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In just a few weeks (September 26 through 29), the annual American Marketing Association Marketing Research Conference will unfold in Atlanta. For the second year, I’ll be chairing the conference whose theme is “Unfiltered Perspectives. Unexpected Opportunities.”

We’ve once again designed an overall conference experience intended to challenge market researchers to look beyond our typical roles and responsibilities to really consider what it takes to contribute meaningfully to business – right now and in the future.

Among the exciting elements which make the AMA Marketing Research Conference unmatchable:

  • The conference committee, made up of research veterans, is personally involved in recruiting all the speakers. This ensures the 35 interactive educational sessions deliver meaningful content tied to the conference’s strategic theme.
  • There’s an incredible line up of smart, strategic business leaders speaking, including many who have been featured in Brainzooming before. These include Gary Singer of Buyology, Joe Batista of HP, and author Kelley Styring of Insight Farm.
  • Our conference-in-a-conference format allows attendees to target specific learning agendas, including advanced research techniques, case studies, research tools, and unconference sessions where attendees can actively shape the content.
  • An active social media team will document the entire conference to allow attendees to learn even from sessions they don’t attend. The team will be coordinated by Nate Riggs of Social Business Strategies (who has been working with The Brainzooming Group on various social media strategic implementations).

As one person described it, this is the marketing research conference that market researchers put on for themselves.

One of the best parts of last year’s conference was feedback from the audience that the event builds a true sense of community within the diverse group of market researchers who attended the event (including a researcher from Russia who decided to attend in the last few days before the conference). We’ll do the same this year, so if you’re involved in market research, you owe it to yourself to attend.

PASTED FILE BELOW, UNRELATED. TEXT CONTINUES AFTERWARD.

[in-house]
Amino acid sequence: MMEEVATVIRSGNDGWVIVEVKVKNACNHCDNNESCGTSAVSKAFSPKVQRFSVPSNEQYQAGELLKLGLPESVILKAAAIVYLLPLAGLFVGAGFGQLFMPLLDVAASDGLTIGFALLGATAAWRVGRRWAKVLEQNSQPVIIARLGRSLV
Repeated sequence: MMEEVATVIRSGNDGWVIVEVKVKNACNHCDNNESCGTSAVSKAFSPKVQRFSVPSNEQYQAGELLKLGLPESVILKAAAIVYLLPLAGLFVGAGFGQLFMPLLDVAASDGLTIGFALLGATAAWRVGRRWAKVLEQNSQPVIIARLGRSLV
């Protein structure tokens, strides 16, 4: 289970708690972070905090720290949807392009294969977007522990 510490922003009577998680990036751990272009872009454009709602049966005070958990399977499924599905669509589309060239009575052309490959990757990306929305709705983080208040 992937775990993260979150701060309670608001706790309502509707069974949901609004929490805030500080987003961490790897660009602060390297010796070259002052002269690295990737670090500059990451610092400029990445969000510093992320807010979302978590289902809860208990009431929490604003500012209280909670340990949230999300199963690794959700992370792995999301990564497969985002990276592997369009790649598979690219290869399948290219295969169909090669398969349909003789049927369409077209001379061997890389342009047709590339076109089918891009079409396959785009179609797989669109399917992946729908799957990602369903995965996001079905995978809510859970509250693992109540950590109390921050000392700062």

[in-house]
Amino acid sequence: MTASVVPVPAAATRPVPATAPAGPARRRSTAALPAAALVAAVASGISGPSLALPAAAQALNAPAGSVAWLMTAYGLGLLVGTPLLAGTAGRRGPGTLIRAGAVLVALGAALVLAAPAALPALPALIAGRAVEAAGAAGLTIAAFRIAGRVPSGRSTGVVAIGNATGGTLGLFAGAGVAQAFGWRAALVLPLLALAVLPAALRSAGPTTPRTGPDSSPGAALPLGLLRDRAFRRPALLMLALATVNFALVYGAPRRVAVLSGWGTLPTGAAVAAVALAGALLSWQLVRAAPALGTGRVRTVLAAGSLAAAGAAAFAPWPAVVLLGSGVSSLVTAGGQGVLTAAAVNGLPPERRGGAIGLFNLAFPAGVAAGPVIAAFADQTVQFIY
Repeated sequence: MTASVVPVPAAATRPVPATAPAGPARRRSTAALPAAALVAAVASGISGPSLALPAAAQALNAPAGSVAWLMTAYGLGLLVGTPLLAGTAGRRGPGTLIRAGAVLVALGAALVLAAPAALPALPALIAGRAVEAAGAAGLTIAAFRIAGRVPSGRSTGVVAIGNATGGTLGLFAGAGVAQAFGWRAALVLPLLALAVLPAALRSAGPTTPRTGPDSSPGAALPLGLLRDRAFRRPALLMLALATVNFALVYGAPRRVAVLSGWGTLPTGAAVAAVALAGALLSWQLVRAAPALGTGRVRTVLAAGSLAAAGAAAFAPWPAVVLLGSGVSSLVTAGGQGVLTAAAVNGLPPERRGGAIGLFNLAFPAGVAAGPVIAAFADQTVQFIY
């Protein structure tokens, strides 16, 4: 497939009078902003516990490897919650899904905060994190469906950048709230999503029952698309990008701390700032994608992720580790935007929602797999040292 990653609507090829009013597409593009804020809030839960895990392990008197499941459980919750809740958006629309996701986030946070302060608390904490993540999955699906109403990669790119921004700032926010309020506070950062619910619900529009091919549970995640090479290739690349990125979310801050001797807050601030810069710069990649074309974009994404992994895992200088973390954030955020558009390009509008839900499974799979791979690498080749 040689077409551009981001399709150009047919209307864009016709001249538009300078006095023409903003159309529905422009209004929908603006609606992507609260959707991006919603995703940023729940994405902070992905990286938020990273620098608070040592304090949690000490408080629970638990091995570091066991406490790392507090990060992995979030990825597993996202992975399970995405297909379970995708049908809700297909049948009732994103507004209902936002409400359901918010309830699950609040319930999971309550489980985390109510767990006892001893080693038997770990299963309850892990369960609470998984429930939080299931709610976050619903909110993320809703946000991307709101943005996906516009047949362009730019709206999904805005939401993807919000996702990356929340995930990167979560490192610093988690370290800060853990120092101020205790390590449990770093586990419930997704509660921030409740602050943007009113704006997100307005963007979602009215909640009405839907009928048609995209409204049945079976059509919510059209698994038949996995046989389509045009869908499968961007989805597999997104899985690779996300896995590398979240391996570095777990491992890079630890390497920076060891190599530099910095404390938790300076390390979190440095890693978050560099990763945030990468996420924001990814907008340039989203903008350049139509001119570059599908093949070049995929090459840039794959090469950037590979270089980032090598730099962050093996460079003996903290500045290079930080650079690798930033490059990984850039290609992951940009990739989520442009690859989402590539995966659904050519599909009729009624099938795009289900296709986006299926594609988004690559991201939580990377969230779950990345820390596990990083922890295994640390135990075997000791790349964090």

Download the most current, in-depth version of the conference brochure today and review more details on the conference at the American Marketing Association website.

As a Brainzooming reader, you’ll receive $100 off registration by calling 1-800-262-1150 and using the promo code “VIP” when you register.

Join us in Atlanta, September 26 through 29th. It will be an unparalleled experience in your career!Mike Brown


When it comes to conferences, high impact presentations, and live event social media content, The Brainzooming Group is expert at shaping the right strategy and implementation to create unique attendee experiences before, during, and after an event. Email us at brainzooming@gmail.com or call 816-509-5320 to learn how we can do the same for your event!

Mike Brown

Founder of The Brainzooming Group, and an expert on strategy, creativity, and innovation. Mike is a frequent speaker on innovation, strategic thinking, and social media.

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Twice in the last few weeks, a big time “verified account” Twitter rock star expressed disillusionment over social media because….THEY WEREN’T BEING HEARD!

In @Scobleizer’s case it was because no one had responded to a tweet telling them their Twitter feeds should be geocoded, as his is. In the case of @leolaporte, it related to his blog post expressing disillusionment that his Google Buzz messages had gone missing for days without anyone noticing.

So all of a sudden two guys who both have orders of magnitude more followers than people they’re following (more than 6x for @Scobleizer and 165x for @leolaporte) experience varying degrees of social media-related existential angst because no one was listening to THEM?

As my grandfather used to say, “Poor baby!”

Just because these guys get a taste of what social media is like for lots of people trying to find the right content to share with the right audience, with no guarantees of how well they’ll do in meeting audience needs and getting people to respond and engage in conversations on meaningful content…just because they experience it, they’re ready to cry foul or maybe even ready to declare the social media party is over?

As Steve Martin used to say, “Well, excuuuuuuuuusssssse ME!”